National Environmental Policy Act and Canadian Environmental Assessment Act
The management decisions that concern us most are those that will have a “significant” effect on environmental and human health. But what does “significant” mean? While this question may not have a clear answer, projects that might contribute to dramatic ecosystem shifts deserve substantial public scrutiny—scrutiny that can be provided by the environmental impact assessment procedures of the National Environmental Policy Act (NEPA) and the Canadian Environmental Assessment Act, 2012 (CEAA 2012).
Environmental and cumulative effects assessment requirements under NEPA and CEAA 2012 offer a fertile area for embedding the science of ocean tipping points into environmental review processes. You can further explore application of ocean tipping points science to the analysis of environmental and cumulative effects under NEPA here as well as under the Canadian Environmental Assessment Act 2012 here. This comparison emphasizes that while tipping points concepts are not brand new to natural resource management, environmental impact assessment and mitigation can nonetheless benefit from more systematic incorporation of ecological thresholds into management decisions.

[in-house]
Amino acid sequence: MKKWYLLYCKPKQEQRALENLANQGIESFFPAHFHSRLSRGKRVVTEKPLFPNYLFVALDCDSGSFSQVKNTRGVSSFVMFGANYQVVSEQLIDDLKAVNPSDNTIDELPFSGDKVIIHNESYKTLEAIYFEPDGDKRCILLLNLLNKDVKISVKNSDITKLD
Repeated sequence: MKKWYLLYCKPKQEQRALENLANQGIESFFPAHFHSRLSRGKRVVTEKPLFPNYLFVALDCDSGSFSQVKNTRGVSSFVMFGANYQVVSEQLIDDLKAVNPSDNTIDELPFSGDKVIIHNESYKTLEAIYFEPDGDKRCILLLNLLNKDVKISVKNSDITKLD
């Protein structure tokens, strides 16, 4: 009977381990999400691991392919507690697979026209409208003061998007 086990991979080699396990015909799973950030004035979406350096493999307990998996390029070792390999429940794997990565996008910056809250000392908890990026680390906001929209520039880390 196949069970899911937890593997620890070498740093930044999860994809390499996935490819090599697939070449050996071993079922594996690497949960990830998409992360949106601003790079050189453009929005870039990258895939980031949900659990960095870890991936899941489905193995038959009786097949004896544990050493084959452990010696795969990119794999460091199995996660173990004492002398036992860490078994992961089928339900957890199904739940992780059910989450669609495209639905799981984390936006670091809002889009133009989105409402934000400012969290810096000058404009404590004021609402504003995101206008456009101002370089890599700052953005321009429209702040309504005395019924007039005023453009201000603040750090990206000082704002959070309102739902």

For more information on the ocean tipping points scientific concepts, refer to the Ocean Tipping Points Guide. Find more examples of tipping points inclusion in specific management contexts.